3. Do you qualify for AKPK?
You have to apply for AKPK before bankruptcy is filed against you. The basic requirements for you to enroll in the Debt Management Program (DMP) program are:
- Have not been declared bankrupt
- Not in an advanced stage of litigation with banks
- Debt not amounting to more than RM2 million.
4. Where can you apply for AKPK?
To apply for this program, the first step is to fill up the online application form for the Debt Management Program. After which you can proceed to set up an appointment at the nearest AKPK branch to you, prepare the documents you need to bring and attend the counselling session. Do take note that AKPK does not deal with hire purchase or housing loans under the DMP and while enrolled in the program you will not be able to undertake any credit facilities from banks. AKPK has a total of 11 branches and 26 counselling offices across Malaysia, to find the nearest to you click here or you can call the AKPK Infoline at 1-800-88-2575.
If you do not qualify for AKPK, your only remaining option might be bankruptcy.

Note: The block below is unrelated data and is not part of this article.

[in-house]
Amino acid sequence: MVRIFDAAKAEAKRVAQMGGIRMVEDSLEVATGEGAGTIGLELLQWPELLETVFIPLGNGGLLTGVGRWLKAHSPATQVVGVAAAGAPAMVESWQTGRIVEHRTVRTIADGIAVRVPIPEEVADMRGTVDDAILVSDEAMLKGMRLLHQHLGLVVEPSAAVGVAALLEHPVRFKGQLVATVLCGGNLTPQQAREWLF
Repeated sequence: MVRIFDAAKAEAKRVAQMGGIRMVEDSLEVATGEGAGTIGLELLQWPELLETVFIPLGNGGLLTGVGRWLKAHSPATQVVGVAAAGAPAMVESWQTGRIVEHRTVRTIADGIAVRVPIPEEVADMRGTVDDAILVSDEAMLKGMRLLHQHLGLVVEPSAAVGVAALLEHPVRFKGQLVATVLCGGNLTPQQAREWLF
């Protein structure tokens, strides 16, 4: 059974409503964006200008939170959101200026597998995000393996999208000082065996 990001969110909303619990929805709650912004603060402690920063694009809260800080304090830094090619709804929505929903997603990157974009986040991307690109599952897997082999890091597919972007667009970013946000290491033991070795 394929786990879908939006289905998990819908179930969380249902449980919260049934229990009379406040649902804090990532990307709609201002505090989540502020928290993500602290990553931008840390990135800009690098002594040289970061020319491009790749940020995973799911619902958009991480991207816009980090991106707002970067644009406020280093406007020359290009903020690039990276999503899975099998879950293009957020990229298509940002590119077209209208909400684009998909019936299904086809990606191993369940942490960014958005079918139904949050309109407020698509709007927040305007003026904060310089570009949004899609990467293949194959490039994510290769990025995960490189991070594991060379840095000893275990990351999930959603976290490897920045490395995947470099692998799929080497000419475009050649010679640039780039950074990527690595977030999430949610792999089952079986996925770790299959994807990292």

5. How to deal with bankruptcy
If you have been negligent in repaying your debt, your creditors can file bankruptcy against you with the Malaysia Department of Insolvency. If the case is valid, the Director General of Insolvency (DGI) can seize your assets and sell them for proceeds to pay your creditors.
Bankruptcy is the final straw for people who cannot repay their debt. Depending on what kind of debt you have you could lose everything from your house to your car. Unless you have almost no assets of value, a bankruptcy should be avoided. Here are several ways to survive from bankruptcy.
6. Filing Personal Bankruptcy
When you declare bankruptcy, your case will be handed over to the DGI. In order to settle all outstanding debts, the DGI will investigate your current financial position. Any assets or properties you might have will be sold and the proceeds will go to your creditors. Learn how to identify the 7 red flags towards bankruptcy here.
Bankruptcy is a very tough situation to be in. If you declare bankruptcy, you will face the following restrictions:
- You have to give up all your belongings and assets.
- You are not allowed to open a bank account without the approval of the DGI.
- You are not allowed to travel outside the country without first getting approval from the DGI or the court. The DGI will hold your passport.
- You are not allowed to do any business nor become a company director nor even be part of the company’s management.
- You have to sacrifice a certain percentage of your monthly income to the DGI to repay your debts.